Could A Pacemaker Help Cut Obesity?

May 6th, 2011
Could A Pacemaker Help Cut Obesity?

A new device developed in Germany that is fitted in the stomach could revolutionise the way doctors treat obesity.

Rather than going under the knife or having the stomach stapled, a pacemaker is inserted in the stomach which effectively curbs a person’s appetite. Once inserted the device send outs electrochemical signals which are aimed at tricking the stomach into thinking it is full. It kicks in a short time after an individual starts eating or drinking.

The new gadget was trialled recently on one obese sufferer in Munich in Germany. The mailman had apparently tried everything to lose weight bar stapling. He jumped at the chance at trying out the pacemaker. He shed nothing short of 22 pounds.

He told reporters: “It feels like a little pressure on my stomach or a tickle, but it’s not a bad feeling. It’s been like a little guide to help me change my life.”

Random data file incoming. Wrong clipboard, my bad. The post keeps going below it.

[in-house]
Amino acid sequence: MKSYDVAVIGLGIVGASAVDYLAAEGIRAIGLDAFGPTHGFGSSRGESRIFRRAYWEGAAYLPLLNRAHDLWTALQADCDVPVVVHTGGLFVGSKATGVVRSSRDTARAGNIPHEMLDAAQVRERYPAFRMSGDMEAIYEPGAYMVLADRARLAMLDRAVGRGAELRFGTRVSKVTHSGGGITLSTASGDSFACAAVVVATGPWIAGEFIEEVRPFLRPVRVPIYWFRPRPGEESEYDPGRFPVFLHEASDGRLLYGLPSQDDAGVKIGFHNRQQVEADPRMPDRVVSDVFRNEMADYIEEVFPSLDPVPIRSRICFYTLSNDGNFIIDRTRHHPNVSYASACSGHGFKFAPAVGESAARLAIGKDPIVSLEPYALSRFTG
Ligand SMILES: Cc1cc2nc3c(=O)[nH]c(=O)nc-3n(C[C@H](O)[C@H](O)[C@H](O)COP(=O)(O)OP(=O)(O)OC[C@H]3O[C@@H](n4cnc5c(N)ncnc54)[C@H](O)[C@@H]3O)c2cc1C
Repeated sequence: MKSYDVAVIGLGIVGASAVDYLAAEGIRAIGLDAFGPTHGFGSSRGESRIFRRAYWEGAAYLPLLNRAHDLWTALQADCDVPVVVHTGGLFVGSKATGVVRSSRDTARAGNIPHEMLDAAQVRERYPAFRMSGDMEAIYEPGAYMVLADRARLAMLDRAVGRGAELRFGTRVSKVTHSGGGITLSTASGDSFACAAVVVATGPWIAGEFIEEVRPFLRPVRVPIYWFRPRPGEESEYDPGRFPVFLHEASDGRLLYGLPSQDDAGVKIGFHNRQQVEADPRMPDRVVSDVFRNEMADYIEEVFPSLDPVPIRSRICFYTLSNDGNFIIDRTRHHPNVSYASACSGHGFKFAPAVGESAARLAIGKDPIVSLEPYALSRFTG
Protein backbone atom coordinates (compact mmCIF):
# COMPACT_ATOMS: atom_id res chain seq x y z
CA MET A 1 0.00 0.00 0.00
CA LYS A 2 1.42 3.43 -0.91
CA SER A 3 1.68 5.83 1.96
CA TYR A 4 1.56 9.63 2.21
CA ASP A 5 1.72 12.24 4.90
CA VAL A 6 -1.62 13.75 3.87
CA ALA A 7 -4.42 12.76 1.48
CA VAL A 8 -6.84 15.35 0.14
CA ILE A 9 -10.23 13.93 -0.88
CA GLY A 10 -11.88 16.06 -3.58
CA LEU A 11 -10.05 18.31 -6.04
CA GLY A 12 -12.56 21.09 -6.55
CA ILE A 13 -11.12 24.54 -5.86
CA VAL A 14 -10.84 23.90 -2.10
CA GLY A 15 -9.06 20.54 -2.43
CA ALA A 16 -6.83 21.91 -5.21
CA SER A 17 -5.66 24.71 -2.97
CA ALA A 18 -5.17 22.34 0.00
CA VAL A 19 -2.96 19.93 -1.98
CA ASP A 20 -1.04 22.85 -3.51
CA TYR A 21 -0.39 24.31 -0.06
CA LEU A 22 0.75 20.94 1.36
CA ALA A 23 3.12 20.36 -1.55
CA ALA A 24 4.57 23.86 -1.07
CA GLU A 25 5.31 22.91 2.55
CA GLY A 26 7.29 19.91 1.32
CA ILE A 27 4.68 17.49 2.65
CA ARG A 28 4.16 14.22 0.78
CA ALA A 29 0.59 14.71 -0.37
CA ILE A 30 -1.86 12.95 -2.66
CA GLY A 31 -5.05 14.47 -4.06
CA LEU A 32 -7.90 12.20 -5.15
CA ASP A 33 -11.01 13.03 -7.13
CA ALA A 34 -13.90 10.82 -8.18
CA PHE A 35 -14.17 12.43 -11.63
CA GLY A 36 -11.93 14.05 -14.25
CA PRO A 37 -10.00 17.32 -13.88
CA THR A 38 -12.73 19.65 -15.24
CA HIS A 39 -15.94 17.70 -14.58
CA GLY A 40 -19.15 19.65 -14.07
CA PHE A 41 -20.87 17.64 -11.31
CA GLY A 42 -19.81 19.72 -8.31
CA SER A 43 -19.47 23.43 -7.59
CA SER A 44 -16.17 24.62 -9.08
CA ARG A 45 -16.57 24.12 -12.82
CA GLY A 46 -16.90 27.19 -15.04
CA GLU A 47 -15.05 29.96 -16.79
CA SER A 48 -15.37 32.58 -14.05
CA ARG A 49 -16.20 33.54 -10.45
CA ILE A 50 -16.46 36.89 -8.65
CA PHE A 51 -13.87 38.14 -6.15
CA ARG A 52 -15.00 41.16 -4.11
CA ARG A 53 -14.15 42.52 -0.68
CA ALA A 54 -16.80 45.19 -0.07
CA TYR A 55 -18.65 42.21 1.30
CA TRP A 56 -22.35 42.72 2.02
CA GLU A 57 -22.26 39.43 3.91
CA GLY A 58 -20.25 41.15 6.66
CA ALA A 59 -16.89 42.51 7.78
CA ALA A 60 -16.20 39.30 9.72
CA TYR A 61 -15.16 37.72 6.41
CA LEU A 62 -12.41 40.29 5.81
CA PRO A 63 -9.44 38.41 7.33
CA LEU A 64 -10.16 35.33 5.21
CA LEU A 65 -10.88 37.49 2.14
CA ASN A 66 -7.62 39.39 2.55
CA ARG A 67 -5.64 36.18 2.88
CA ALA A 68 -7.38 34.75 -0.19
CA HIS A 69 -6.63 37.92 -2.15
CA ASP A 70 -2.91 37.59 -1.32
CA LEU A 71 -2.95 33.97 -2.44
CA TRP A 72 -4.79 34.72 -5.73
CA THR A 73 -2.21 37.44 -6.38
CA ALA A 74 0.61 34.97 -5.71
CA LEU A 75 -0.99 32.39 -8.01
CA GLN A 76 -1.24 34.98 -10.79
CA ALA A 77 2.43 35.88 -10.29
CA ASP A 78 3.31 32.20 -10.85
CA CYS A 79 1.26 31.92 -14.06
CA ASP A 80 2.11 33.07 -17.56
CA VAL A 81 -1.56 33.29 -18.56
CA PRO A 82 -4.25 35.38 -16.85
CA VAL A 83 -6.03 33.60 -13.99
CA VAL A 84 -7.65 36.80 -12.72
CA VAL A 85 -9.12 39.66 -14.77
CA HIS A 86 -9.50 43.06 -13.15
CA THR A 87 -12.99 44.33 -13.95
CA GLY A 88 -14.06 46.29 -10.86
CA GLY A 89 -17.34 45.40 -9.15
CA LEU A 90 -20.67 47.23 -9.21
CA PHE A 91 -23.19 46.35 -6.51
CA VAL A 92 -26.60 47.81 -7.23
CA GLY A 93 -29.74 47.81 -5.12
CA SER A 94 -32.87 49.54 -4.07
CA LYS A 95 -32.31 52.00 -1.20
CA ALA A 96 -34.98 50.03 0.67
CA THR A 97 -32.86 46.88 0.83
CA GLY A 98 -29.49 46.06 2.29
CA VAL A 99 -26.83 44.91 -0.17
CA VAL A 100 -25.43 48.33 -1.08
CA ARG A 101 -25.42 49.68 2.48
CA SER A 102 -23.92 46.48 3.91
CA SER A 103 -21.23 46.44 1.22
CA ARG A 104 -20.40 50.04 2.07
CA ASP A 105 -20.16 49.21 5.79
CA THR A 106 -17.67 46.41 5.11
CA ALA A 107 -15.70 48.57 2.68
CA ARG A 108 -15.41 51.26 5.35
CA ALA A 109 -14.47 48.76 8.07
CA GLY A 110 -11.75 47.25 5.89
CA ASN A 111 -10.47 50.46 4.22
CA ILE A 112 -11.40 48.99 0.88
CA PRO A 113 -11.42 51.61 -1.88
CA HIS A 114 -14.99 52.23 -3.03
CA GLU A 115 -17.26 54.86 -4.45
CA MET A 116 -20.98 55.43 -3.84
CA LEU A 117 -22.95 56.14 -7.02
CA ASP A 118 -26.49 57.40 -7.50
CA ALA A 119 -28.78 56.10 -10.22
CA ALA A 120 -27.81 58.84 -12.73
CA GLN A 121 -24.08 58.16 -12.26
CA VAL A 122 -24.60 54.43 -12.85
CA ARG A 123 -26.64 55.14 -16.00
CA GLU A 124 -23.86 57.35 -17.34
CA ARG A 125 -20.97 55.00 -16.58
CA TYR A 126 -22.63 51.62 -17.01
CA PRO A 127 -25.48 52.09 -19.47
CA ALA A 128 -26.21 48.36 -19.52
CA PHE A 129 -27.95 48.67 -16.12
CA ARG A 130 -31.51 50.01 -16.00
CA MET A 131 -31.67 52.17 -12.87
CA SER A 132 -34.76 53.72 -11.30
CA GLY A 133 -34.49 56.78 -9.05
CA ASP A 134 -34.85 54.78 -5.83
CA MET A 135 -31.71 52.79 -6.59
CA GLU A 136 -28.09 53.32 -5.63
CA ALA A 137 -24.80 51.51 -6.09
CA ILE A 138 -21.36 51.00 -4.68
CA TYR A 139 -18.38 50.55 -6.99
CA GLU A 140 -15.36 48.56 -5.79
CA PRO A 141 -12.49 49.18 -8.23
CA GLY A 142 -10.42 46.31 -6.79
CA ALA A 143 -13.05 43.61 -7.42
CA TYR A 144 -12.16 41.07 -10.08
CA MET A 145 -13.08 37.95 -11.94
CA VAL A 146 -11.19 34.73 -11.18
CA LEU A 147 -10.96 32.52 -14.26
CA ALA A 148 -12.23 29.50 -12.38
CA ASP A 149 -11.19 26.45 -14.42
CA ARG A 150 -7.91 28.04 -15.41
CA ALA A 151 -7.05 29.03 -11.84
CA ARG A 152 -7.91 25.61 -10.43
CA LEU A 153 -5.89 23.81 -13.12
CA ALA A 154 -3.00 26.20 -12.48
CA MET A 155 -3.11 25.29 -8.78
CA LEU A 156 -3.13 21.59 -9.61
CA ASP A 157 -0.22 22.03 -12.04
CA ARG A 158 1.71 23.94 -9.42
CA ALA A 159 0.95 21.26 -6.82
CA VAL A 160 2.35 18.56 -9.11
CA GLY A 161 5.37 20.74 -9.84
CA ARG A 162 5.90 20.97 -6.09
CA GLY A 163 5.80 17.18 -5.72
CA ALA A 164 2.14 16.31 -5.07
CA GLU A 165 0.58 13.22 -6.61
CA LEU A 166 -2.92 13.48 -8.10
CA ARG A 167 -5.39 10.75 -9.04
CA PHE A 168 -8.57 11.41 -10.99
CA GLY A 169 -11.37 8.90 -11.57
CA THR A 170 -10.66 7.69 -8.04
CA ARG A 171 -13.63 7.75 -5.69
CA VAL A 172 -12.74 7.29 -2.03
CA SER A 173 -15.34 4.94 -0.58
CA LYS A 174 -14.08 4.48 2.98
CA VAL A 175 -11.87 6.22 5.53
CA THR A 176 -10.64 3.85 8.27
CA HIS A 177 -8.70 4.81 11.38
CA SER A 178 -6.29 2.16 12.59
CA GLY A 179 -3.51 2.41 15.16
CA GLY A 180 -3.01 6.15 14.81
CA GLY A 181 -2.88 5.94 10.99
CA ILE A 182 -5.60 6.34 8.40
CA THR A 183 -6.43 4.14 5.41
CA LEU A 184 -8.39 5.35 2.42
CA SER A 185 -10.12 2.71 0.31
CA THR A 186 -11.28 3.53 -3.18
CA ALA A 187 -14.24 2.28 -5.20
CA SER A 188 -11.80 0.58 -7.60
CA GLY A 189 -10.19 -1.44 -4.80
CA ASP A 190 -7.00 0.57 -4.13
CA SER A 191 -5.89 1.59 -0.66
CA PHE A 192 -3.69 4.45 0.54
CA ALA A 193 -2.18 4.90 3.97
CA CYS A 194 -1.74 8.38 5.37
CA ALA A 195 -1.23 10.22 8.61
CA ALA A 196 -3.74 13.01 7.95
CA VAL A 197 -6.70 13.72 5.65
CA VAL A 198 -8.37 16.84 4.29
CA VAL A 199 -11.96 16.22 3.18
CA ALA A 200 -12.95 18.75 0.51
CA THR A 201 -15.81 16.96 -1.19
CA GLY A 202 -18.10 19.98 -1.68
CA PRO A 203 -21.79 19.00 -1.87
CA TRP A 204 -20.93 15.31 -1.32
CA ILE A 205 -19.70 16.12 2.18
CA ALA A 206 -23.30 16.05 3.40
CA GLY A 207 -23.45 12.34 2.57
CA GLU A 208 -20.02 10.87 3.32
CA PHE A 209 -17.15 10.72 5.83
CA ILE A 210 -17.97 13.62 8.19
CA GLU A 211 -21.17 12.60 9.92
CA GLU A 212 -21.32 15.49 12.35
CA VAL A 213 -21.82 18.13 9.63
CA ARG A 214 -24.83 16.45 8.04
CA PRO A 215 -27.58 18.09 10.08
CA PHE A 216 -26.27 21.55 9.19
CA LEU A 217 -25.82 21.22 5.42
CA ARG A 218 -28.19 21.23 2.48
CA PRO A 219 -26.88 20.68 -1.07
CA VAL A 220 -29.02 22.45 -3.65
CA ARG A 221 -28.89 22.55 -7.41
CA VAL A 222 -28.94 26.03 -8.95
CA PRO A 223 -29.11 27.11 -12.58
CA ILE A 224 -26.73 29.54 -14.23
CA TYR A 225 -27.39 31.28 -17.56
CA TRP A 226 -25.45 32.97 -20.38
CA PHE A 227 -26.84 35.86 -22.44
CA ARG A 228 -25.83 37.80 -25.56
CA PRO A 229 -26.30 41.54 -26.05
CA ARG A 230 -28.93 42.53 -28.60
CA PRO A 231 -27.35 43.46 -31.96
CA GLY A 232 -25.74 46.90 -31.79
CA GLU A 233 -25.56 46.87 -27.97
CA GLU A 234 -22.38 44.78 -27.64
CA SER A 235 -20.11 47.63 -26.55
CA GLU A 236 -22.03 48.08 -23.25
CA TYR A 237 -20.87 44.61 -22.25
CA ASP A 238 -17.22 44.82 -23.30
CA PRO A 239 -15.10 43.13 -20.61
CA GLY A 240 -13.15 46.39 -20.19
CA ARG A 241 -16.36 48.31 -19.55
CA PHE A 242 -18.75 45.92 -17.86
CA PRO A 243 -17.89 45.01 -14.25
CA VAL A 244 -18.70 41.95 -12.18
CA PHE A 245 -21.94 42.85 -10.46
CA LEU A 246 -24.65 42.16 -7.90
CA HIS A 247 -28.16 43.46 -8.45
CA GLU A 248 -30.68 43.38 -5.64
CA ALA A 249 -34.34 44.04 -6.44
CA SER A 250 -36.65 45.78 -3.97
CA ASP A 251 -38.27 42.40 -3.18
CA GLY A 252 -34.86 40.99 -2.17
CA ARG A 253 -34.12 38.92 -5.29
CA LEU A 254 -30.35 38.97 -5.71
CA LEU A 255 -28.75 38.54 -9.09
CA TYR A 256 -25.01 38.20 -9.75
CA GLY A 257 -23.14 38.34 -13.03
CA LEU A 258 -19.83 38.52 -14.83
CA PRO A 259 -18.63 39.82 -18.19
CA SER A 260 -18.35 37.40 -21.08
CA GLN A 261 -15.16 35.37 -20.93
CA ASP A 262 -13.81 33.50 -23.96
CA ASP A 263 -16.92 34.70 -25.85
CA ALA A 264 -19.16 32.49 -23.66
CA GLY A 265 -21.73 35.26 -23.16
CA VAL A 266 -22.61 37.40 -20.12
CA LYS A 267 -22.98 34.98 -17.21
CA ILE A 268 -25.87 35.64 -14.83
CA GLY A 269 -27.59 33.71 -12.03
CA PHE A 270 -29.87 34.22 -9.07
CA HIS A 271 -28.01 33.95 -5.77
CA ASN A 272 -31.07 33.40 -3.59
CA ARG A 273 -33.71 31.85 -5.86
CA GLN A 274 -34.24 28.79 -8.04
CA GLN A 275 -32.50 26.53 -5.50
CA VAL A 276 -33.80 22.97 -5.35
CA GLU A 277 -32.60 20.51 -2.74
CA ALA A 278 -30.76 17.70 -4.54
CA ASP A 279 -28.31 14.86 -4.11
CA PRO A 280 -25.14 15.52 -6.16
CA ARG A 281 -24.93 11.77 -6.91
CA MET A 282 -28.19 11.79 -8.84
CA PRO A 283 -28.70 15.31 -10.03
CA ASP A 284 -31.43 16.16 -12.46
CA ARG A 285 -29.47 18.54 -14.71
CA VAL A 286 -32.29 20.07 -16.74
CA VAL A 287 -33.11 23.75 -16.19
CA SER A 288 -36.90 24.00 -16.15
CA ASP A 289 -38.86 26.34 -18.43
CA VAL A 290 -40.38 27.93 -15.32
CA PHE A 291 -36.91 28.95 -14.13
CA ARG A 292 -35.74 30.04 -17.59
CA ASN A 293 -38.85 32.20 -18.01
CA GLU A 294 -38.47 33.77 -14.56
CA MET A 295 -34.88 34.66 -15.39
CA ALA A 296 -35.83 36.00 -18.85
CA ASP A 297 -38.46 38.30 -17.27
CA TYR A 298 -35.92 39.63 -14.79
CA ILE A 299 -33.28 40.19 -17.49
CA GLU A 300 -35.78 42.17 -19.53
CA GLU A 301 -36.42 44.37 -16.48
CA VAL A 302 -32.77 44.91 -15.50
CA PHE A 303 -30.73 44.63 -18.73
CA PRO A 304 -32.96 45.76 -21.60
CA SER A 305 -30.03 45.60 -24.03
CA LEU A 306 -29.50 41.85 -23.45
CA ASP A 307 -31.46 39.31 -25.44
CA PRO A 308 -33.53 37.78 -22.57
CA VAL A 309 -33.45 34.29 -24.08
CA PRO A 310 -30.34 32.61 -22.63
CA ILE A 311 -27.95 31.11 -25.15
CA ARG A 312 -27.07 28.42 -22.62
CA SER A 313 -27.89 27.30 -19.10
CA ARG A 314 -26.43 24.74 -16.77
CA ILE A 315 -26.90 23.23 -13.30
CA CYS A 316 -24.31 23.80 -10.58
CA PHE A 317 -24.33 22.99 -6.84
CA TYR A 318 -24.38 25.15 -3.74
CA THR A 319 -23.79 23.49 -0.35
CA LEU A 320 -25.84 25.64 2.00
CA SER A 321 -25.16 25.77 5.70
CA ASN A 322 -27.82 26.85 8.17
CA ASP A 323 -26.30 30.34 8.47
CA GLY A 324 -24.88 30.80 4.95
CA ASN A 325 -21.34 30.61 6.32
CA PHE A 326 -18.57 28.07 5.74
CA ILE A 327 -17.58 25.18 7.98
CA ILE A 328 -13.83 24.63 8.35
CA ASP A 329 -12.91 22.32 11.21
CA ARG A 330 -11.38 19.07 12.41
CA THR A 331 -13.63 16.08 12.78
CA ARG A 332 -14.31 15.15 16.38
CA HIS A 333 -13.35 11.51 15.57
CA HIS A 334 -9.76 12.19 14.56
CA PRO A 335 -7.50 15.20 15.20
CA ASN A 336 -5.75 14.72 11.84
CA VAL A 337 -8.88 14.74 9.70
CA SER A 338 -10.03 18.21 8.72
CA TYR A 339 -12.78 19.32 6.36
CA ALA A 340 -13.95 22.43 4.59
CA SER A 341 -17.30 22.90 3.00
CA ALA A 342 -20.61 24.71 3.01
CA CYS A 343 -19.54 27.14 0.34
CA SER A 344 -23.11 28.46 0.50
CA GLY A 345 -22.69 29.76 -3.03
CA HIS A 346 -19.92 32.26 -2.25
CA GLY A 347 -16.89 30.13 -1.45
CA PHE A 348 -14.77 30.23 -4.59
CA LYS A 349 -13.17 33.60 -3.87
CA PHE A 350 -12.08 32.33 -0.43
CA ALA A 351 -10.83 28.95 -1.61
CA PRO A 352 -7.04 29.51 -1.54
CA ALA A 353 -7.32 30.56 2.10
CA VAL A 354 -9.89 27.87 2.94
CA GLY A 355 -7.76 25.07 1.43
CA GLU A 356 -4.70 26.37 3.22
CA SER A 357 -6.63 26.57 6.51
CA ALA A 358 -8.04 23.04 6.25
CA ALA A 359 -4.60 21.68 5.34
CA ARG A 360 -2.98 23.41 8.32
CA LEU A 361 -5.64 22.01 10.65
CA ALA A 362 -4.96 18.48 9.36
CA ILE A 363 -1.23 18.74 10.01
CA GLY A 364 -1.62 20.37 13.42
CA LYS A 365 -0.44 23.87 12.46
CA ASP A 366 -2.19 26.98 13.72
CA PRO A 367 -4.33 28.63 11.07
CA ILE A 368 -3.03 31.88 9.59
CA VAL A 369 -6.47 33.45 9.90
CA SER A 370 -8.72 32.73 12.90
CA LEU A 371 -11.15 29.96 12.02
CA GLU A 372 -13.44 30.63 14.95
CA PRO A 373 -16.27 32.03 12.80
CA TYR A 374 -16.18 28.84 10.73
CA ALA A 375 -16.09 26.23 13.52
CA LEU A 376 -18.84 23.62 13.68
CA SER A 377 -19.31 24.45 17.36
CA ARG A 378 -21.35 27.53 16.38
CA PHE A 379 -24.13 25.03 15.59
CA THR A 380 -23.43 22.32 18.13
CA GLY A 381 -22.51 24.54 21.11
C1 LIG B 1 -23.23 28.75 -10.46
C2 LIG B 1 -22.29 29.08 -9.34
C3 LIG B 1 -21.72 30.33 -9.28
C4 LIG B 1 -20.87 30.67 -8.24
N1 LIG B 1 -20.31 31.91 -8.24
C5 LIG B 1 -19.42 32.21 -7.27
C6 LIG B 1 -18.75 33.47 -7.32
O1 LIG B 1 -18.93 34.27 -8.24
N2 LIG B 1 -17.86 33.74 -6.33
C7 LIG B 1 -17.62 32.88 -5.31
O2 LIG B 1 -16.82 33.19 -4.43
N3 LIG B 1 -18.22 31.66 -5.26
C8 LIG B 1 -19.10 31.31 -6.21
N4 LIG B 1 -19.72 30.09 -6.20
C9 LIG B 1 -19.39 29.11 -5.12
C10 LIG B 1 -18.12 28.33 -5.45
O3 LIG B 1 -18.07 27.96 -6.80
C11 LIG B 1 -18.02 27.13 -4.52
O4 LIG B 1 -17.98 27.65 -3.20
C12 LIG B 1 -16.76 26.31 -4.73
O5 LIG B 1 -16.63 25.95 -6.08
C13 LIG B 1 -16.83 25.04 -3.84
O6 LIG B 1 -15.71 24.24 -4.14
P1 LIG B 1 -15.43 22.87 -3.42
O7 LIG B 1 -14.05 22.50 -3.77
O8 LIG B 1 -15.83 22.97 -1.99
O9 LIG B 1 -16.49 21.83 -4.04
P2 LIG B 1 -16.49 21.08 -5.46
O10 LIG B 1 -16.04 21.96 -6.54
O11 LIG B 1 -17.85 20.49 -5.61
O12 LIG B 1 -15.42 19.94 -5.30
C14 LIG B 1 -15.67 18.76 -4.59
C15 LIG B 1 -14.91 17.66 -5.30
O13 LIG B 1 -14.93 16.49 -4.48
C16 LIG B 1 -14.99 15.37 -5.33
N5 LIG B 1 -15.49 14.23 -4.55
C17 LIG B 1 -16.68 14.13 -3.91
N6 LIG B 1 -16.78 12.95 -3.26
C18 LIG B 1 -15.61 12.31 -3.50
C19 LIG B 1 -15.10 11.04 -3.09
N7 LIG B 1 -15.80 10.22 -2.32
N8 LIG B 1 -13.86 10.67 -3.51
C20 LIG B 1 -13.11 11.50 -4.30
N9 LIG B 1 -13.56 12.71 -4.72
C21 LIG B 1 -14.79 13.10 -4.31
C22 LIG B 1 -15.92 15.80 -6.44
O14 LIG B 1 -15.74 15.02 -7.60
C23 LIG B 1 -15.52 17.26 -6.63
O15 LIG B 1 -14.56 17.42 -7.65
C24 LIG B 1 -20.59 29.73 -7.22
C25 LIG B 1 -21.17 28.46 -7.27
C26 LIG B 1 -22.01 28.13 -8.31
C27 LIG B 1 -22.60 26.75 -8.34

The manufacturer of the new pacemaker, Intraspace is based in the US. So far, 65 people have been trialling it in 2 studies. Most lost around 20% of their weight, and more importantly kept it off.

The idea behind the pacemaker is not new, but in general previous inventions were designed to relieve symptoms of vomiting or nausea. This latest device is different, in that it is designed specifically to help people control their weight.

Appetite is partly controlled by electrochemical signals passing along the nerves. The new pacemaker taps into this neural communication pathway.

The news of the new pacemaker has been welcomed by many obesity experts. One individual who approves it is Stephen Bloom who works at Imperial College in London. He said: “If you can stimulate the nerves going from the stomach to the brain that should indeed have an effect in reducing food intake.”

Mr. Bloom has not been part of the trials carried out by Intraspace.

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